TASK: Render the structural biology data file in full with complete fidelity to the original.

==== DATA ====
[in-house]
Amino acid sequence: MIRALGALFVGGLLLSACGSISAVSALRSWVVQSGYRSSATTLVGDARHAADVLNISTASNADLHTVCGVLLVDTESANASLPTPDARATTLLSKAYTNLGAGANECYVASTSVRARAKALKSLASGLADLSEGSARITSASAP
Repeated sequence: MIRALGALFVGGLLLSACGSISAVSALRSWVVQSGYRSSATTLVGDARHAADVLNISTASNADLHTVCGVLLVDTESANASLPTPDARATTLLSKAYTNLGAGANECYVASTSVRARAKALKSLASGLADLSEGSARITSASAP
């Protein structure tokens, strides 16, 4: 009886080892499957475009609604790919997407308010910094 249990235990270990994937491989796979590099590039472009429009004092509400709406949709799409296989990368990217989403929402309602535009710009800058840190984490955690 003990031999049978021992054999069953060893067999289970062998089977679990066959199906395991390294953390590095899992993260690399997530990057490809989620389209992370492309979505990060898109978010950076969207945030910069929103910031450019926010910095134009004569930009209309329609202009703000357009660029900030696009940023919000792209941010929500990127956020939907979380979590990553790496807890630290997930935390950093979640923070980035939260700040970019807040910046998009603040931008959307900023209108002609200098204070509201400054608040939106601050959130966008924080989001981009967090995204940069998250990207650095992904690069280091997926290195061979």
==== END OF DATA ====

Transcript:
[in-house]
Amino acid sequence: MIRALGALFVGGLLLSACGSISAVSALRSWVVQSGYRSSATTLVGDARHAADVLNISTASNADLHTVCGVLLVDTESANASLPTPDARATTLLSKAYTNLGAGANECYVASTSVRARAKALKSLASGLADLSEGSARITSASAP
Repeated sequence: MIRALGALFVGGLLLSACGSISAVSALRSWVVQSGYRSSATTLVGDARHAADVLNISTASNADLHTVCGVLLVDTESANASLPTPDARATTLLSKAYTNLGAGANECYVASTSVRARAKALKSLASGLADLSEGSARITSASAP
């Protein structure tokens, strides 16, 4: 009886080892499957475009609604790919997407308010910094 249990235990270990994937491989796979590099590039472009429009004092509400709406949709799409296989990368990217989403929402309602535009710009800058840190984490955690 003990031999049978021992054999069953060893067999289970062998089977679990066959199906395991390294953390590095899992993260690399997530990057490809989620389209992370492309979505990060898109978010950076969207945030910069929103910031450019926010910095134009004569930009209309329609202009703000357009660029900030696009940023919000792209941010929500990127956020939907979380979590990553790496807890630290997930935390950093979640923070980035939260700040970019807040910046998009603040931008959307900023209108002609200098204070509201400054608040939106601050959130966008924080989001981009967090995204940069998250990207650095992904690069280091997926290195061979």